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Fetal and Congenital Megacystis
Definition:Congenital megacystis is an enlarged bladder with massive vesicoureteral reflux of various etiology. In the first trimester, fetal megacystis is most commonly defined as a longitudinal bladder dimension of over 7 mm. Later in pregnancy, megacystis refers to a sagittal bladder diameter (in mm) greater than gestational age (in weeks) + 12 (Taghavi et al., 2017).
The prevalence of megacystis is around 1:1500 in the first trimenon.
Many syndromes and diseases lead to megacystis:
- With lower urinary tract obstruction (LUTO): urethral valves (60%), stenosis or atresia.
- Vesicoureteral reflux: voiding leads to reflux into the ureters, ureteral distension and gradual increase in bladder capacity. Since not every patient with vesicoureteral reflux develops megacystis, co-factors play a role in bladder distension; see the following diseases.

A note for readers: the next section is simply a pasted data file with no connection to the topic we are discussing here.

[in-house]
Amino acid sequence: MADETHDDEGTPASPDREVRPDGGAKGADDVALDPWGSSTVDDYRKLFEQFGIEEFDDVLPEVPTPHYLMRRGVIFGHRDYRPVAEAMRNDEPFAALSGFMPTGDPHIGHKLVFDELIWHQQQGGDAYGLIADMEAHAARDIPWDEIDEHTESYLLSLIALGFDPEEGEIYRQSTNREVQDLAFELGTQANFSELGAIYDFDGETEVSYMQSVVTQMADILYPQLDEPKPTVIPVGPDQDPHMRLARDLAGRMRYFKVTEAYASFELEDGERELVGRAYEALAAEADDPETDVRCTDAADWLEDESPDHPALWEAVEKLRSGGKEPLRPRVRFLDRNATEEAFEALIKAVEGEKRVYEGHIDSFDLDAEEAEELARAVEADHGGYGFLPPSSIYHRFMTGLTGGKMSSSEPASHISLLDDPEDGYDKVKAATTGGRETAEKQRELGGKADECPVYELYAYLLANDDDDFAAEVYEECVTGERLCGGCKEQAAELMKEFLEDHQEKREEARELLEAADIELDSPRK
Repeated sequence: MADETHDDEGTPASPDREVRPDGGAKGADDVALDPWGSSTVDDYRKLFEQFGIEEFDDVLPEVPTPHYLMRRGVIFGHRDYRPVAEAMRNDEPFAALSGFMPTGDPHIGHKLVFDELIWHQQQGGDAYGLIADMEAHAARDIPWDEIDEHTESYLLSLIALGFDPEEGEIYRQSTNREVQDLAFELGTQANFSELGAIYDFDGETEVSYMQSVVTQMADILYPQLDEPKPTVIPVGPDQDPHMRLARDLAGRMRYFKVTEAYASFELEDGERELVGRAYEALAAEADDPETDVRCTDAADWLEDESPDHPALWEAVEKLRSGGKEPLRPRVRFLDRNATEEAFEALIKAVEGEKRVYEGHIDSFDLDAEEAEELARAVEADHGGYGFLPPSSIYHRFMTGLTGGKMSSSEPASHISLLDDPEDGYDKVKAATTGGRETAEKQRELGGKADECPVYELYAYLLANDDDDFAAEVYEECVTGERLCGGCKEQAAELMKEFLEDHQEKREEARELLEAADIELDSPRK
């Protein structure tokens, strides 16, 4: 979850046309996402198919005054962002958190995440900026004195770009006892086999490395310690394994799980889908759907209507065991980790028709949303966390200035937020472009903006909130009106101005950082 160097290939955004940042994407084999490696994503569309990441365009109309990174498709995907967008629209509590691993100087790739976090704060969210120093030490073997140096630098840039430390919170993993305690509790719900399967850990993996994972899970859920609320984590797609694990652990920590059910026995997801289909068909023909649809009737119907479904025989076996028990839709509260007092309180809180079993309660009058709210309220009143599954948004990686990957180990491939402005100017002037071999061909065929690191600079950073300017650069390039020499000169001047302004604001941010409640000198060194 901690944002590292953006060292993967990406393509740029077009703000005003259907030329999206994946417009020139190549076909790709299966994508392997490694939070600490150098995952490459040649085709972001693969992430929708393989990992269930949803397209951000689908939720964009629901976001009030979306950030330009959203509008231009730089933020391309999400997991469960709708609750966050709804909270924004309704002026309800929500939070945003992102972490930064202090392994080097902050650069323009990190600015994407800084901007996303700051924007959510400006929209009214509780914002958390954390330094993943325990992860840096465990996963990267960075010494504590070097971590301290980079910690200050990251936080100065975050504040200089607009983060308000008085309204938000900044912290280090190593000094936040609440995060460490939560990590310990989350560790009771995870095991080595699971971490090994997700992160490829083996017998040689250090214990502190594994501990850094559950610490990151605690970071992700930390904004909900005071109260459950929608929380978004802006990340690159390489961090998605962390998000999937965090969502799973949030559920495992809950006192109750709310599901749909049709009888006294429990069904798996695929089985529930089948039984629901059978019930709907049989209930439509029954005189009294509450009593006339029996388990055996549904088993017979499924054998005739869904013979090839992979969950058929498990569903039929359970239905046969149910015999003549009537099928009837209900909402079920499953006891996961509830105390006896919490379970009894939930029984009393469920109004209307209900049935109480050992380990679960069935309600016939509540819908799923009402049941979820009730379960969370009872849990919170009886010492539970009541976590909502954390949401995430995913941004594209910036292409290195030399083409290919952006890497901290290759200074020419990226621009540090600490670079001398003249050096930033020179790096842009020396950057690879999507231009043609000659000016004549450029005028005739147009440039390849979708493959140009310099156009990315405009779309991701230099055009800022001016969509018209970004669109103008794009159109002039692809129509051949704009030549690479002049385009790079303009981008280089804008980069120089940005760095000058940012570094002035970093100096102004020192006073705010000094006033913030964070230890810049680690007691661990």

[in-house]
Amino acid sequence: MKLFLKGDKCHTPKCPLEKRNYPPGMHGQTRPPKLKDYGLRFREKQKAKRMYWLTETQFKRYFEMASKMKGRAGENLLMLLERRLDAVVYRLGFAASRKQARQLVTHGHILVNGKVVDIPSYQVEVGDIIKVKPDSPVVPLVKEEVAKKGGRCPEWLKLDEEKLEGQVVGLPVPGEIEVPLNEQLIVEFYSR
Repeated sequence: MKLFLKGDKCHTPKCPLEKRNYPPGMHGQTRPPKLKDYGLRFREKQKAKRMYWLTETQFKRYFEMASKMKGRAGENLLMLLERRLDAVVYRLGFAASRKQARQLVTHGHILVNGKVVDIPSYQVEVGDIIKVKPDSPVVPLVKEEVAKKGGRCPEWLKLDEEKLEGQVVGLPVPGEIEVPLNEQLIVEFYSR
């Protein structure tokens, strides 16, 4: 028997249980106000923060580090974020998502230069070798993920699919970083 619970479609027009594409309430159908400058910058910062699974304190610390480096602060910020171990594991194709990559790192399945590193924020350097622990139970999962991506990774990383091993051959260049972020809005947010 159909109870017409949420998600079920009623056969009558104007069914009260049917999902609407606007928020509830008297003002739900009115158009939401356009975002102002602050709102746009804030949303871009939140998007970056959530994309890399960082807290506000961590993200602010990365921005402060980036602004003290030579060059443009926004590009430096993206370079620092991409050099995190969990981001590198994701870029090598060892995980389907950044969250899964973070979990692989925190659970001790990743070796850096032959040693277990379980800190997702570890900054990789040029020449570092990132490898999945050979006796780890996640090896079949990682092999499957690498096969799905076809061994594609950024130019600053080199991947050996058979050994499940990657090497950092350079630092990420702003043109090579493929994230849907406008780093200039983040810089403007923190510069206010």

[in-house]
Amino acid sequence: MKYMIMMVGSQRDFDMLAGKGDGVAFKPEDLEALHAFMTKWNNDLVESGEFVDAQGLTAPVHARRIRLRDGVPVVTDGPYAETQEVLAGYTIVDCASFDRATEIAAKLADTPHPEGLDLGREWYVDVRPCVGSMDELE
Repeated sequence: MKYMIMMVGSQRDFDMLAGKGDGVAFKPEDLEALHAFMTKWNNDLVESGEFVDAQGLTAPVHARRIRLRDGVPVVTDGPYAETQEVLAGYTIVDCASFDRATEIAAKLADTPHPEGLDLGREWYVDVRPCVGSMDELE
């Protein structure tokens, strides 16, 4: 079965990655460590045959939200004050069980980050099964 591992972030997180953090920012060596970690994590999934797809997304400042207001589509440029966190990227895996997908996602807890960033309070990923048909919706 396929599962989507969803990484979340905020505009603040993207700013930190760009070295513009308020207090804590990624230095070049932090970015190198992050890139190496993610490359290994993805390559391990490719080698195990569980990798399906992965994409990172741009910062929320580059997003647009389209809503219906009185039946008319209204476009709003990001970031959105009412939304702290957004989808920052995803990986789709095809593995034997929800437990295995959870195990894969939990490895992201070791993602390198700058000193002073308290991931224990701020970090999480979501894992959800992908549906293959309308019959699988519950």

- Congenital megacystis with the microcolon-intestinal hypoperistalsis-syndrome (MMIHS) (Berdon syndrome). MMIHS is a form of familial visceral myopathy, other manifestations (often with megacystis) are megaduodenum or megacystis-megaureter-syndrome.
- Syndromes: prune-belly-syndrome, Trisomia (13, 18 or 21), caudal regression syndrome.
Oligohydramnios, lung hypoplasia, and intestinal obstruction confer a poor prognosis.
See treatment of vesicourethral reflux and posterior urethral valves.
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Index: 1–9 A B C D E F G H I J K L M N O P Q R S T U V W X Y Z
Mandell, J.; Lebowitz, R. L.; Peters, C. A.; Estroff, J. A.; Retik, A. B. & Benacerraf, B. R.
Prenatal diagnosis of the megacystis-megaureter association.
J Urol, 1992, 148, 1487-1489
Puri, P. & Shinkai, M.
Megacystis microcolon intestinal hypoperistalsis syndrome.
Semin Pediatr Surg, 2005, 14, 58-63
K. Taghavi, C. Sharpe, and M. D. Stringer, “Fetal megacystis: A systematic review.,” J. Pediatr Urol, vol. 13, no. 1, pp. 7–15, 2017.
Deutsche Version: Megazystis